Protecting Free Speech from FCC Regulation
The First Amendment won big at the end of February. Due to an avalanche of public opposition, the Federal Communications Commission (FCC) cancelled the so-called Critical Information Needs study. Americans across the political spectrum joined ranks to make two things clear. First, the government has no place in the newsroom. And second, the American people—not the FCC—should decide what information is important.
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Robert McDowell: Champion of Liberty, Innovation, and Competition
From the Diaries…
As you may have heard, my colleague and FCC Commissioner Robert McDowell has announced that he will be leaving the FCC in the next few weeks. This is a loss not just for the FCC, but for everybody who believes in Internet freedom. Rob has been one of the most important and eloquent champions of free-market conservatism in our time.
I have had the privilege of working with Rob for several years, first as a lawyer in the FCC’s Office of General Counsel and now as a fellow Commissioner. In that time, I have come to know Rob as a colleague and as a friend. Before he steps down, I want conservatives to know about the terrific work he’s done to modernize communications regulation and defend liberty.
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Too Much Government, Too Little Spectrum
From the diaries…
When conservatives complain about the federal government, we all know the usual litany. The government spends too much, taxes too much, borrows too much, and regulates too much. But there is another “too much” most people don’t even know about: The federal government controls too much spectrum.
Why is this important? Well, when you make a call on your cellphone, you’re using spectrum. When you listen to the radio or watch broadcast television, you’re using spectrum. And when you surf the Internet, send a text, download an app, watch a movie, or play a game on your smartphone or tablet, you’re using spectrum. Put simply, our daily lives are ever more dependent on the airwaves over which communications signals travel.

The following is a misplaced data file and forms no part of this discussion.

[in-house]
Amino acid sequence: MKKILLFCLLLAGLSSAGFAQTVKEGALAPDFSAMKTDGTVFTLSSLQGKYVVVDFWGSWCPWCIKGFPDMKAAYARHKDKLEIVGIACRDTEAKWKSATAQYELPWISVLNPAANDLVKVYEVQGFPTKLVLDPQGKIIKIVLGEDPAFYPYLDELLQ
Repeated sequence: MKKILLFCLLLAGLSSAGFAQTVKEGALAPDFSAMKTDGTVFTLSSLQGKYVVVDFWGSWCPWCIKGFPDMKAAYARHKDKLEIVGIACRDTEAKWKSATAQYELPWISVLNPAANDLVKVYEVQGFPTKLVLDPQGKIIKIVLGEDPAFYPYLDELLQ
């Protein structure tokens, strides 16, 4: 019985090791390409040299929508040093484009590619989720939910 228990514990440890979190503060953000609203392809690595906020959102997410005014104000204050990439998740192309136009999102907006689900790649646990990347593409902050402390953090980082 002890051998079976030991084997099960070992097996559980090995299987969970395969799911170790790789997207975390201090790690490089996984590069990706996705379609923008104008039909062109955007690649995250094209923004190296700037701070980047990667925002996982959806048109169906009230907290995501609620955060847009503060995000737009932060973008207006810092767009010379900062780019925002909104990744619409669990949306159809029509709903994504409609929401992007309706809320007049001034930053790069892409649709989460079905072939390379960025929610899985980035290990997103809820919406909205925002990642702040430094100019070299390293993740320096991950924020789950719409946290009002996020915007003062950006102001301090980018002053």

But guess who controls a majority of the best spectrum, the spectrum most suitable for mobile broadband? It’s the federal government itself. Almost 60 percent of that spectrum is in federal hands, primarily used by federal agencies for their own purposes.
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Winning the IP Future
From the diaries, FCC Commissioner Ajit Pai
I have the privilege of serving as a new Republican Commissioner at the FCC. Every day, I walk into a building where people think about technology policy. However, outside of a small policy community, few people seem to realize just how crucial tech policy is, and will be, to our nation’s future.
To his credit, RedState’s Neil Stevens has recognized this and done yeoman’s work in raising awareness of tech policy through his Tech At Night series. Neil understands that our economy and society will be shaped—or reshaped—by communications issues like the Internet transformation, spectrum policy, and the scope of the FCC’s regulatory authority. These issues are as important as they are complex, and I’m grateful for the opportunity to discuss them with you here at RedState from time to time.
Today, let’s talk about the Internet transformation. This is really two different things—a technology revolution and a regulatory transition. The technology revolution already is well underway, but the regulatory transition is still struggling to get started. This should tell you something about the (in)ability of regulators to keep up with markets.
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